Key HR considerations for 2021: Maintaining employee engagement during Covid-19

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For organisations across the country, mid-March was the last time since many employees have been in their workplaces. It would have been inconceivable this time last year to think that so many employees would be remote working for most of this year. But if 2020 has taught us anything it is that businesses are far more adaptable and versatile than we previously considered.

Derek McKay, Managing Director of Adare Human Resource Management believes that it’s highly likely that tens of thousands of employees will continue to work remotely well into 2021, which presents more challenges for employers and HR leaders.

The festive season is a natural close-out to the year with employees winding down, relaxing and preparing for the New Year – particularly after such a rollercoaster 2020. But we’re not out of the woods yet, re-energising employees will be a challenge. So, what can employers do to help motivate and engage employees?

During the early phases of the Covid-19 lockdown there was a general sense of camaraderie, which translated through to colleagues. There was a certain novelty about working from home and coffee over Zoom proved to be an excellent way for people to stay in touch. Organisations moved quickly to provide the resources needed by employees to work from home, which instilled a feeling of confidence. However, by September and October a sense of fatigue was becoming more evident.

There has been research to show that employees are working an average of two hours and 40 minutes longer each day while working from home[1] and that there is a blurring of work and home life. But as an employer, how can you ensure you support your staff appropriately and keep them engaged?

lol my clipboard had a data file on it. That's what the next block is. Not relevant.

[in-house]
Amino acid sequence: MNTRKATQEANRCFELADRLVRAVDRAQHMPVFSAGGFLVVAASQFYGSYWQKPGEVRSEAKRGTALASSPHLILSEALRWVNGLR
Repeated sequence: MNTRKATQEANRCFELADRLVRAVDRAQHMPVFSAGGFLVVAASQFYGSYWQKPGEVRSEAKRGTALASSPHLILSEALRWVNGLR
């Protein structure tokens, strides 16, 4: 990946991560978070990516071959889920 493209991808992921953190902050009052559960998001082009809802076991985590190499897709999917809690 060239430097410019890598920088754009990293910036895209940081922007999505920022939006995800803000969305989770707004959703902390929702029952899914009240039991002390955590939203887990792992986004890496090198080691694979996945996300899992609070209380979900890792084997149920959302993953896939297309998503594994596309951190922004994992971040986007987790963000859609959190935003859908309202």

What is Employee Engagement?

Employee engagement can be defined as the mental and emotional connection employees feel towards their places of work, all of which drive their motivation, productivity and ultimately efficiencies. Over a quarter (28%) of Organisations surveyed as part of the 2020 HR Barometer identified remote working practices as one of the top challenges in 2021, which is why it is of no surprise that of those surveyed, 68% of organisations see employee engagement as a top priority in 2021.
Organisations looking to focus on employee engagement into 2021, they must be more innovative in their approach to employee engagement and consider how to utilise digitalised platforms. However, before looking at tactical approaches, we need to understand what drives employee engagement.

Employee Engagement Drivers

In the main employee engagement is driven under three key categories:

  1. Leadership and people management
  2. Culture
  3. Employee development

Leadership and people management are integral to the promotion of employee engagement. In order to build employee engagement, employers must instil trust in their employees and provide clarity of purpose. 

Employers and HR leaders must be visible and in touch with employees, not only fostering engagement of their employees, but demonstrating their own level of engagement in order to project the wider company vision into their employees’ every-day working practices. Maintaining continuous communication is key; the result is the ongoing building of trust and consequently employees are more likely to stay invested in the Organisations success.
By the same token people management plays a huge part in the promotion and maintenance of employee engagement, especially where there has been an influx of change to work practices, policies and procedures and resourcing during the year.